Transfer the dough to a large bowl, cover with cling film and let it rise in a sheltered place, such as the oven turned off with the light on, for at least 3-4 hours, or in any case until the volume has doubled.
Do the triple folds several times
At this point, transfer the dough to a board sprinkled with flour, flatten it a little with your hands, then fold it back on itself with three folds. Fold the upper flap over the center of the dough, and the lower flap again over the center. Flatten the dough a little more and proceed again to fold the right side towards the center and the left side again towards the center. Repeat twice. Then arrange the folded dough and try to twist it to give it a round shape.
Let it rise again
Place the “ball” thus obtained in a bowl lined with parchment paper, sprinkle it lightly with flour and cover it, without crushing it, with plastic wrap. Instead of flour I sprinkled poppy seeds on top because that was the way I had it before. 🙂
Let it rise again in the oven with the light on for about an hour (or until doubled in volume). When the bread has also finished this phase, take it back, with a sharp knife make a cross or parallel lines on the top.
Bake the bread
In the meantime, preheat the oven to 240 ° (or at maximum power), preferably in ventilated mode. While the oven reaches temperature, leave the pan on which you are going to bake the bread inside. When the oven has reached the right temperature, remove the pan and place it on the stove (pay close attention as this will become hot!), Sprinkle the walls of the oven with water, place the bread on the pan, lifting by the parchment paper and bake it immediately. After 15 minutes, lower the temperature to 180 ° and continue cooking for another 30 minutes. In the last 5 minutes of cooking, I raise the temperature again to 220 °, opening the oven door for a moment, thus letting the humidity out, and then closing it again.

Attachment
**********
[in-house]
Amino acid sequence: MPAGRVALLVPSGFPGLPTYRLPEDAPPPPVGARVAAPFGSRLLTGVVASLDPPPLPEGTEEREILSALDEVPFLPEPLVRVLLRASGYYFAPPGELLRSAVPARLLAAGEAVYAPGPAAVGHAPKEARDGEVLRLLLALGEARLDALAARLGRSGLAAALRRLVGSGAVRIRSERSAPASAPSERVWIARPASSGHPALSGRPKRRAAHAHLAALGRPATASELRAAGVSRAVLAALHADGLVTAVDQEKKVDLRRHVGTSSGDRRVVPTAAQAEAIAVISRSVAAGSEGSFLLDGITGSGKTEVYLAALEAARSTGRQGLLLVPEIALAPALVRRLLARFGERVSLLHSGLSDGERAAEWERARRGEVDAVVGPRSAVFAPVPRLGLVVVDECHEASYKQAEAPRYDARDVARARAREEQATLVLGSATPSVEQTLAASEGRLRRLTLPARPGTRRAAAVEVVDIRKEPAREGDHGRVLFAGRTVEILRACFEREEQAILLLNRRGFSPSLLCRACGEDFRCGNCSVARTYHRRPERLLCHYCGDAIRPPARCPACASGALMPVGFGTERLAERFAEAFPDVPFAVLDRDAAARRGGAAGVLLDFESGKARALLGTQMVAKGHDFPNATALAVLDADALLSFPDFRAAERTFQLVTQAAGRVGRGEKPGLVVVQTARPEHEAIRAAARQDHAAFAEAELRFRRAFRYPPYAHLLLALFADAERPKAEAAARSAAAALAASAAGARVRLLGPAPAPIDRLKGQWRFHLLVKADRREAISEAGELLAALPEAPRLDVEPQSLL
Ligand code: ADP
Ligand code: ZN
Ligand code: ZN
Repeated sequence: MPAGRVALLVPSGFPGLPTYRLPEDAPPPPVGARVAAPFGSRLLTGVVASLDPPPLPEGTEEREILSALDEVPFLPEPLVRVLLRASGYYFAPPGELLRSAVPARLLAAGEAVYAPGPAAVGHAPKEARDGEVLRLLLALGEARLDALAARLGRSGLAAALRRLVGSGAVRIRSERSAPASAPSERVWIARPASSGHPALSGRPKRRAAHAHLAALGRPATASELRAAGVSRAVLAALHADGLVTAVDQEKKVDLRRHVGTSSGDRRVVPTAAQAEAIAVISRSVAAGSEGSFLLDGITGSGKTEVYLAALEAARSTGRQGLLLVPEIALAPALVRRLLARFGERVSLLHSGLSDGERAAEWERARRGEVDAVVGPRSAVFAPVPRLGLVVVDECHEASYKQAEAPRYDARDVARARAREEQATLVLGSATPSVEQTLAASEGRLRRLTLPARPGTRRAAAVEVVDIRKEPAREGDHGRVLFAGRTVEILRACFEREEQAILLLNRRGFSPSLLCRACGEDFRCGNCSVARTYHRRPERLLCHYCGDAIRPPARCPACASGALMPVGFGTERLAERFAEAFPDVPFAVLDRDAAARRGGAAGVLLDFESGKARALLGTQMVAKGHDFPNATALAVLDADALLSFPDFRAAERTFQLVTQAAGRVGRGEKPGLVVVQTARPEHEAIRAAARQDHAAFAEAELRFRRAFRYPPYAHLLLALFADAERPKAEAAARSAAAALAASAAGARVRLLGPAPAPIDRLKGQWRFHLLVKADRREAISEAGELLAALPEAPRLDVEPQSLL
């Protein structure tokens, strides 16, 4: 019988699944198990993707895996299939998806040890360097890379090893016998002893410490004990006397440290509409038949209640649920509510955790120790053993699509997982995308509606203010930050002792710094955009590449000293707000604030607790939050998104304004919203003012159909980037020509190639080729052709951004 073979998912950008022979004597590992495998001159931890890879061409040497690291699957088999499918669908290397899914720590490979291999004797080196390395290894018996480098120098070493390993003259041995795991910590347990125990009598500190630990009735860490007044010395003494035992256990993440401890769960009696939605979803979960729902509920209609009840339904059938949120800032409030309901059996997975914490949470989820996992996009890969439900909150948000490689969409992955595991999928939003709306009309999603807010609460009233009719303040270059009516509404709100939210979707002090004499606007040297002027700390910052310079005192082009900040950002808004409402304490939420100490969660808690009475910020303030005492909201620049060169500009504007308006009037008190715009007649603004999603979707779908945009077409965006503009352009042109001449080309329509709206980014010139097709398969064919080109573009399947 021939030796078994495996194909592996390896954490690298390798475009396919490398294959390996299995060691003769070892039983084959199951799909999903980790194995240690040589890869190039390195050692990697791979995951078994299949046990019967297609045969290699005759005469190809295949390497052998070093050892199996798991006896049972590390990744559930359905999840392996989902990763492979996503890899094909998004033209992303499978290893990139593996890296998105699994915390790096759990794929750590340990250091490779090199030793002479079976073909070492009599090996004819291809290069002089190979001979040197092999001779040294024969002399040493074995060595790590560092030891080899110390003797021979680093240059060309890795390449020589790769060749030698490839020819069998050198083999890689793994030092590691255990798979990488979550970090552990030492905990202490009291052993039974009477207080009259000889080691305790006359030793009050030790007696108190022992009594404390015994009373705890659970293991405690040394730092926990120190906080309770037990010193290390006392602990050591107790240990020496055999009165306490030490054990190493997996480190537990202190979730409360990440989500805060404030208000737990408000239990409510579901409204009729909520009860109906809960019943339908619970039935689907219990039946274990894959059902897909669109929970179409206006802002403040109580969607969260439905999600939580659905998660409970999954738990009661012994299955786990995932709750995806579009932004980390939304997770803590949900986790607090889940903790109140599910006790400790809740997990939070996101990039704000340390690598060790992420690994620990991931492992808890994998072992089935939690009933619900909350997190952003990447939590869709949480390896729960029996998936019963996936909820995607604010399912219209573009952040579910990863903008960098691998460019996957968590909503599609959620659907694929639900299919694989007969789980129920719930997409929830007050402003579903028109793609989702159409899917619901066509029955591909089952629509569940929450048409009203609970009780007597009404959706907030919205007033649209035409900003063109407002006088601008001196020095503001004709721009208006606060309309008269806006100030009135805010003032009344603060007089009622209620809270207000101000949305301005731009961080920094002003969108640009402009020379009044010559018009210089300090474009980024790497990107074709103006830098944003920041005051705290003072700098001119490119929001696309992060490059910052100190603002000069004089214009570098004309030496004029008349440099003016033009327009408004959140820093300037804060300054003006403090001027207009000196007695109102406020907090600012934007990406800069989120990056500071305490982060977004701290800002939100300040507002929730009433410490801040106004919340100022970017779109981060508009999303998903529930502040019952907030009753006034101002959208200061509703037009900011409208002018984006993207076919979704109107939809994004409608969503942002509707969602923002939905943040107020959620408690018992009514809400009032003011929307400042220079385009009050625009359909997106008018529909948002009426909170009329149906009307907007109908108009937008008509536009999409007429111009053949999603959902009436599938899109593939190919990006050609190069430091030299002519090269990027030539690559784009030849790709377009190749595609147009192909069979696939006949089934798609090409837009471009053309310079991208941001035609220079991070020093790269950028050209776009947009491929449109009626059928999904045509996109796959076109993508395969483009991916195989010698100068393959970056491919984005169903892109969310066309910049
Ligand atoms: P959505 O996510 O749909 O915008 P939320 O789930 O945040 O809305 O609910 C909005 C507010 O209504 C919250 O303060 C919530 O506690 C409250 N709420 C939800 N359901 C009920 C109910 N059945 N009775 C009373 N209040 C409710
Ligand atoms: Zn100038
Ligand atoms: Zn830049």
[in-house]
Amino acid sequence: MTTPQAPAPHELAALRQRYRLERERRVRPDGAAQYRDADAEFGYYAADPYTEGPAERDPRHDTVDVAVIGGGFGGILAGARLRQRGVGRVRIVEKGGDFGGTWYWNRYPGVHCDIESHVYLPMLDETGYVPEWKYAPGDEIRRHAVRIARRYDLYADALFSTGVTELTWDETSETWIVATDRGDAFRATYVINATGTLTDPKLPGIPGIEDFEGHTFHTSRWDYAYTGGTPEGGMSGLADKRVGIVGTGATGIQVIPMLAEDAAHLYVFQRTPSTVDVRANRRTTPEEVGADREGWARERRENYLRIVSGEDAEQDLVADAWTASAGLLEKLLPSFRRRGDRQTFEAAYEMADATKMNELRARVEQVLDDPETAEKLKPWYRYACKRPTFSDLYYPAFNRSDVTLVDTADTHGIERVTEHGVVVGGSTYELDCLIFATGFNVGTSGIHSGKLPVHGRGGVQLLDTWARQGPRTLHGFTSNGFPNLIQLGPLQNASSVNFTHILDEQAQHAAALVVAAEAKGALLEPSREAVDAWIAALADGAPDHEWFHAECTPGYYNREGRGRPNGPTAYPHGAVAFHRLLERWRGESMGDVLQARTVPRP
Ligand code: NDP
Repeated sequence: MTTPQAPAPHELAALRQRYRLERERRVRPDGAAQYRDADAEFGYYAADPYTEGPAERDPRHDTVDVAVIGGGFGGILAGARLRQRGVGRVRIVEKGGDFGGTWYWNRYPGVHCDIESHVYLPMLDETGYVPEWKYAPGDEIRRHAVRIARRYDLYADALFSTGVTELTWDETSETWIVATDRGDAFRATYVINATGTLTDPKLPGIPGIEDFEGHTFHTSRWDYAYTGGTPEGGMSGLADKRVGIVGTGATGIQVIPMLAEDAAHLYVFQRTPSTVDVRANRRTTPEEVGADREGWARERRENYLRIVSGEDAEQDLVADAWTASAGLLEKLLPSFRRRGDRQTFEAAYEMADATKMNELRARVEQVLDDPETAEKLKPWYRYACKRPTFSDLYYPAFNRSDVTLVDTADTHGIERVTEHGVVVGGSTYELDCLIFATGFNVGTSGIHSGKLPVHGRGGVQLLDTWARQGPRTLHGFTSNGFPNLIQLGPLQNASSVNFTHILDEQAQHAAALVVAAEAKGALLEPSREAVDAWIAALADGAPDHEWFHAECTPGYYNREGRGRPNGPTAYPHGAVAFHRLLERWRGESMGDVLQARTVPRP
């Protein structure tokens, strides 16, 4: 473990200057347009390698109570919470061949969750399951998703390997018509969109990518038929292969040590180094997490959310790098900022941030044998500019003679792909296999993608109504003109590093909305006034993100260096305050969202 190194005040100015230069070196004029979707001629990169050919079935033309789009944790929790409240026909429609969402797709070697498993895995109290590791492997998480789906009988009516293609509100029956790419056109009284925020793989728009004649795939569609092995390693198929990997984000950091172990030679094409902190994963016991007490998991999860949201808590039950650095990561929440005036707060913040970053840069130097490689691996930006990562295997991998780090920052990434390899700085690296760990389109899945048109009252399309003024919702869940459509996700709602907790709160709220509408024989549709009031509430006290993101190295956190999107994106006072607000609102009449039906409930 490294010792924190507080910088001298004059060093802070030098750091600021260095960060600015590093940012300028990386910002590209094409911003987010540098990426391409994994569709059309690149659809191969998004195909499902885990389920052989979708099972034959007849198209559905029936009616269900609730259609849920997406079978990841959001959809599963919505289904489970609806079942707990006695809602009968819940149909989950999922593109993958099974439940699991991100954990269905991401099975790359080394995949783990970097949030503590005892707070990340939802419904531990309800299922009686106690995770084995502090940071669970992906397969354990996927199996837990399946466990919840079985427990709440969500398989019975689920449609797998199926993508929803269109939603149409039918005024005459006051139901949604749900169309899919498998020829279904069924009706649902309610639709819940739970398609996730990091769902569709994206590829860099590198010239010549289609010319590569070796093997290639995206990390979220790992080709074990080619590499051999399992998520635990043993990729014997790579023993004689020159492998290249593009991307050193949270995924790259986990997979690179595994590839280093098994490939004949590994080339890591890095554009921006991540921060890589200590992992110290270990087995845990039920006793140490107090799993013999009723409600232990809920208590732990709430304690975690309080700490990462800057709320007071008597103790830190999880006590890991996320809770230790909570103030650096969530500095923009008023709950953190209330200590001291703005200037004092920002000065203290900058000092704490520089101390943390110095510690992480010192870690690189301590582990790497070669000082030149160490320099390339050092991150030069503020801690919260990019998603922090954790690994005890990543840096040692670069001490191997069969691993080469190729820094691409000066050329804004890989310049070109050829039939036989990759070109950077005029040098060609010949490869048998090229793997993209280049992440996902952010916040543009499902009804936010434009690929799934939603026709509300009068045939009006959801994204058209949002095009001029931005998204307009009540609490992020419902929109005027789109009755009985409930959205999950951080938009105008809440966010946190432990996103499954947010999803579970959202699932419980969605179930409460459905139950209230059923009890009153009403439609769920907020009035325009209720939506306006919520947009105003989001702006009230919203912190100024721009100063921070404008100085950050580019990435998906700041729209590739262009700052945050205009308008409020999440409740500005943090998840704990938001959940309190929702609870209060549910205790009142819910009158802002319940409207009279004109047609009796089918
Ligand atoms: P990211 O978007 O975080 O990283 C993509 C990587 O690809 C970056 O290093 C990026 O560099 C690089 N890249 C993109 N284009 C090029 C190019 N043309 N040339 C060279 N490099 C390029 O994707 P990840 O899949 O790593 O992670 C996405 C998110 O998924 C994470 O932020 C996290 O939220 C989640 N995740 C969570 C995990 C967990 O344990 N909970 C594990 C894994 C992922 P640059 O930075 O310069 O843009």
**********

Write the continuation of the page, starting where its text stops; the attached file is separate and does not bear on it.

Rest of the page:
4 thoughts on “Baking in Golden Yellow”
What a beautiful blog you have! This is so helpful and exciting to read through on all the important things in life: food, art, and politics. Thank you for all of it.
I’m going to make this bread and then eggplant caponata.. Since I make my own sourdough, I have the starter made up of flour & water. Would you know how to convert this recipe using the starter (the pre-dough) rather than brewer’s yeast?
Also, how much vinegar and sugar for the caponata? I didn’t see the actual recipe there with amounts.
Hello. I didn’t come here much lately. I see that you did cook already, however, just in case here are the ingredients for the Sicilian Caponata:
3 melanzane ovali nere
200 g di olive verdi
100 g di capperi dissalati
3 gambi di sedano
150 g di concentrato di pomodoro
100 g di zucchero semolato
1 bicchiere di aceto di vino bianco
q.b. di olio di oliva extravergine
I like to make it this way, but often I go my own way, adding vegetables as I please. Although I must admit that by following this recipe the result is really good.
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Ho fatto la Caponata e il pane dorato e li ho amati entrambi!
Particolarmente buono con il prosciutto. Grazie..
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In realtà anche io avevo fatto il pane con il mio sourdough starter. Di solito uso un 20% di sourdough dal peso della farina.
Mi piace molto con il sourdough perché è molto più digeribile.